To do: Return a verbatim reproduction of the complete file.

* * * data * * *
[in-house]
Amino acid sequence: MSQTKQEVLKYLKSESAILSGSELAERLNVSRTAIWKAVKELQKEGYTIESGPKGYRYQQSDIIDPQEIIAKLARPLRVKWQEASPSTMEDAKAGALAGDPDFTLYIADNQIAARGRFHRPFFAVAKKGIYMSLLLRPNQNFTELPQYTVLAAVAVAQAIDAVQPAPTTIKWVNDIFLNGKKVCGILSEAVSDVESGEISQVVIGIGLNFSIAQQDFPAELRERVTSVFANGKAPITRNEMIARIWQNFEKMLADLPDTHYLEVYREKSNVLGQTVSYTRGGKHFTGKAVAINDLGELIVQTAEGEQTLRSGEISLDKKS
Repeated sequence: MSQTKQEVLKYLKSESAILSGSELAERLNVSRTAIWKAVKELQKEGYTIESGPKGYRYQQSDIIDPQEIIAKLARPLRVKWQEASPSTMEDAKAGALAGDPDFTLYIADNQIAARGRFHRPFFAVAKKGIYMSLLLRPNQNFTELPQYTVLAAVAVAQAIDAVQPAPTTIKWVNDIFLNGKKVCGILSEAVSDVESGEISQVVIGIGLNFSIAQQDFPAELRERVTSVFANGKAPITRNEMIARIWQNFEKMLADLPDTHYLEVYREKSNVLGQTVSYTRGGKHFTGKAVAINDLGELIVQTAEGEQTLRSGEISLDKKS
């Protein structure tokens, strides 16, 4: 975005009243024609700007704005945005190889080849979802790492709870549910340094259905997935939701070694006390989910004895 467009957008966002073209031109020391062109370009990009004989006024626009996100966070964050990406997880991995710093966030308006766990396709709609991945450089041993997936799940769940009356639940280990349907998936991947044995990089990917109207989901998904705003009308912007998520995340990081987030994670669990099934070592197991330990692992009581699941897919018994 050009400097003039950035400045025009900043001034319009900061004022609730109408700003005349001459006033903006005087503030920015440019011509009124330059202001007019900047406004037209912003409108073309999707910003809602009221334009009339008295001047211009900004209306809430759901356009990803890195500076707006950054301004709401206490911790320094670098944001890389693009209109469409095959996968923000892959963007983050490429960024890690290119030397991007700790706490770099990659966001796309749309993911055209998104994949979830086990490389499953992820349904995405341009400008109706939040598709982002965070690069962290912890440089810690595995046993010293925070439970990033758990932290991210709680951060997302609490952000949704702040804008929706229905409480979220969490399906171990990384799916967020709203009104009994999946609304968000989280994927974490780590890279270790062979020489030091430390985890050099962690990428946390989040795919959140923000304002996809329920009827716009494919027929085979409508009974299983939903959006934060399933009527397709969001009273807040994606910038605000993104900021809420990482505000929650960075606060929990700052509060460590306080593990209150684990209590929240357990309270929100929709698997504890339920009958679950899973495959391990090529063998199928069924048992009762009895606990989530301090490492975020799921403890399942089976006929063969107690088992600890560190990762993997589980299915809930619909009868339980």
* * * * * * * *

[in-house]
Amino acid sequence: MSQTKQEVLKYLKSESAILSGSELAERLNVSRTAIWKAVKELQKEGYTIESGPKGYRYQQSDIIDPQEIIAKLARPLRVKWQEASPSTMEDAKAGALAGDPDFTLYIADNQIAARGRFHRPFFAVAKKGIYMSLLLRPNQNFTELPQYTVLAAVAVAQAIDAVQPAPTTIKWVNDIFLNGKKVCGILSEAVSDVESGEISQVVIGIGLNFSIAQQDFPAELRERVTSVFANGKAPITRNEMIARIWQNFEKMLADLPDTHYLEVYREKSNVLGQTVSYTRGGKHFTGKAVAINDLGELIVQTAEGEQTLRSGEISLDKKS
Repeated sequence: MSQTKQEVLKYLKSESAILSGSELAERLNVSRTAIWKAVKELQKEGYTIESGPKGYRYQQSDIIDPQEIIAKLARPLRVKWQEASPSTMEDAKAGALAGDPDFTLYIADNQIAARGRFHRPFFAVAKKGIYMSLLLRPNQNFTELPQYTVLAAVAVAQAIDAVQPAPTTIKWVNDIFLNGKKVCGILSEAVSDVESGEISQVVIGIGLNFSIAQQDFPAELRERVTSVFANGKAPITRNEMIARIWQNFEKMLADLPDTHYLEVYREKSNVLGQTVSYTRGGKHFTGKAVAINDLGELIVQTAEGEQTLRSGEISLDKKS
């Protein structure tokens, strides 16, 4: 975005009243024609700007704005945005190889080849979802790492709870549910340094259905997935939701070694006390989910004895 467009957008966002073209031109020391062109370009990009004989006024626009996100966070964050990406997880991995710093966030308006766990396709709609991945450089041993997936799940769940009356639940280990349907998936991947044995990089990917109207989901998904705003009308912007998520995340990081987030994670669990099934070592197991330990692992009581699941897919018994 050009400097003039950035400045025009900043001034319009900061004022609730109408700003005349001459006033903006005087503030920015440019011509009124330059202001007019900047406004037209912003409108073309999707910003809602009221334009009339008295001047211009900004209306809430759901356009990803890195500076707006950054301004709401206490911790320094670098944001890389693009209109469409095959996968923000892959963007983050490429960024890690290119030397991007700790706490770099990659966001796309749309993911055209998104994949979830086990490389499953992820349904995405341009400008109706939040598709982002965070690069962290912890440089810690595995046993010293925070439970990033758990932290991210709680951060997302609490952000949704702040804008929706229905409480979220969490399906171990990384799916967020709203009104009994999946609304968000989280994927974490780590890279270790062979020489030091430390985890050099962690990428946390989040795919959140923000304002996809329920009827716009494919027929085979409508009974299983939903959006934060399933009527397709969001009273807040994606910038605000993104900021809420990482505000929650960075606060929990700052509060460590306080593990209150684990209590929240357990309270929100929709698997504890339920009958679950899973495959391990090529063998199928069924048992009762009895606990989530301090490492975020799921403890399942089976006929063969107690088992600890560190990762993997589980299915809930619909009868339980």